Not everybody’s having their signs robbed
I read Monday’s story about all the theft of the City Council candidates’ lawn signs (“Verdugo Woodlands reports signs stolen”).
It seems like the thievery was concentrated to the north Glendale area (the million-dollar homes) or the more affluent area. Just to point out the difference in areas or locales, I’m in south Glendale. My property is in a very well-suited bend in the road with excellent exposure. My business window signs and lawn signs, which are numerous, look like I was approached by every candidate — not so. I have duplicates.
Although we have numerous signs, we only have five different applicants. This morning, after breakfast, I went to the sidewalk and something looked different. Lo and behold, no signs were stolen, but my five applicants have grown to six.
After I recovered from my long night’s sleep and my eyes came into focus, I noticed something different. During the night, a good fairy came by, rearranged all the lawn signs and installed two new ones. My point is, in north Glendale, they remove or steal the signs, and in the not-so-affluent or south Glendale, they contribute to your collection. Strange.
Freemon needs a lesson in compassion
Martin Briner’s Community Commentary (“Education board is not full of tyrants,” Wednesday) was refreshing, bold and right on target. I hope we will see a return to civility in the dialogue between the union and the district board. Our current Glendale Unified School District board members work hard to keep high-quality education available to our youth here in Glendale. If you doubt this, just look at the problems in many neighboring area school districts. We are fortunate that our district continues to offer high-quality classes because of great teachers and music, sports, arts and other programs necessary for the whole child to flourish. This, in large part, is due to the adept and thoughtful oversight of our current board members, administrative staff and teachers working together cooperatively.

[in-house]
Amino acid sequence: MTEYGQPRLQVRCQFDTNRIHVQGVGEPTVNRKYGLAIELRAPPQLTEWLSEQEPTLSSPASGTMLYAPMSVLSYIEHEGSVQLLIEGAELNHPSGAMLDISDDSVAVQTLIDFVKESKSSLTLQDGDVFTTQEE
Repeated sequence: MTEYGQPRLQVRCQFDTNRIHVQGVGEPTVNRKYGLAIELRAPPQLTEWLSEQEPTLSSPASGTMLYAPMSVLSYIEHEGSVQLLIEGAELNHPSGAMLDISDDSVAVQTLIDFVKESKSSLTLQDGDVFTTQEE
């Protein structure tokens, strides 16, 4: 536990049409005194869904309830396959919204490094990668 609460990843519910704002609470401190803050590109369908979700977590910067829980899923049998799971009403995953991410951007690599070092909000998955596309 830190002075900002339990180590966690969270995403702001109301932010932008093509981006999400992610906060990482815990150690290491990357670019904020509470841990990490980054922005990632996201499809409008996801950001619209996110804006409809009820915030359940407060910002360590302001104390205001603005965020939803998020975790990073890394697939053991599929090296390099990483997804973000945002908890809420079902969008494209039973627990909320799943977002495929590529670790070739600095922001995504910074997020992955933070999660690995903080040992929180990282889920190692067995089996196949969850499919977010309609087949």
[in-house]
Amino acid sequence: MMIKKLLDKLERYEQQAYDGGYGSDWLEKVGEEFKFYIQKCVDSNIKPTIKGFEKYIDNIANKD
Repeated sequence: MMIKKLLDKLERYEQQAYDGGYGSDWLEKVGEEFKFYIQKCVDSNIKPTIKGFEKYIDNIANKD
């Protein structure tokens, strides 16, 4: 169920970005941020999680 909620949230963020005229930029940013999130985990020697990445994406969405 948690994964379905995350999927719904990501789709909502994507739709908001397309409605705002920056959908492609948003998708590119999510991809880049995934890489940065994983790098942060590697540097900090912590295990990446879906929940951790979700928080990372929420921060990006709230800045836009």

I hope more teachers will follow Briner’s direction and support new union leadership. How can we expect our children to learn to work together in a functional way when Allen Freemon is preaching a dysfunctional model of teacher/district interaction? The Glendale News-Press just had a major article on the rise in incidents of bullying in our community (“Center: Bullying is on the rise,” Feb. 24). The Oxford Dictionary defines a bully as one who uses influence to intimidate someone, typically to force him or her to do what one wants. I contend that Freemon needs to set a better example of behavior.
All candidates deserve equal treatment
Recently, the Glendale News-Press has published letters to the editor about certain candidates for the upcoming school board election (“Sahakian is not a champion for schools,” Mailbag, Feb. 17; “Union shouldn’t run school board,” Mailbag, Friday). I am appalled that your newspaper is not remaining neutral in something as basic as this to our democracy. If you want to have a discussion on a candidate’s background, or where children go to school, or whatever, then compare that information about all the candidates in a feature story. That is what all the candidates deserve.
Sahakian is a gain for Glendale
As a former student of Hoover High School, I can enthusiastically say that Eric Sahakian is a fantastic choice for the Glendale Unified School District Board of Education (“Don’t overlook Sahakian’s creds,” Mailbag, Thursday).
I remember the transition from junior high to high school was very tough on me, and Sahakian was the best counselor a student in my position could have.
He was always available to listen to my concerns and fears and was always available to talk to my mom when she had a question.
Even after Sahakian left Hoover for Toll Middle School, he helped me with my college applications, and I am currently enrolled at UC Irvine, finishing up my third year.
I can honestly say that without Sahakian, my time at Hoover would have been much different. I know that many other students feel the same way. Sahakian would serve as a great board member, and I encourage all Glendale residents to vote for him.
As a former Glendale Unified teacher, counselor and administrator, Sahakian has a wonderful mixture of experience and knowledge to lead the district to greatness again.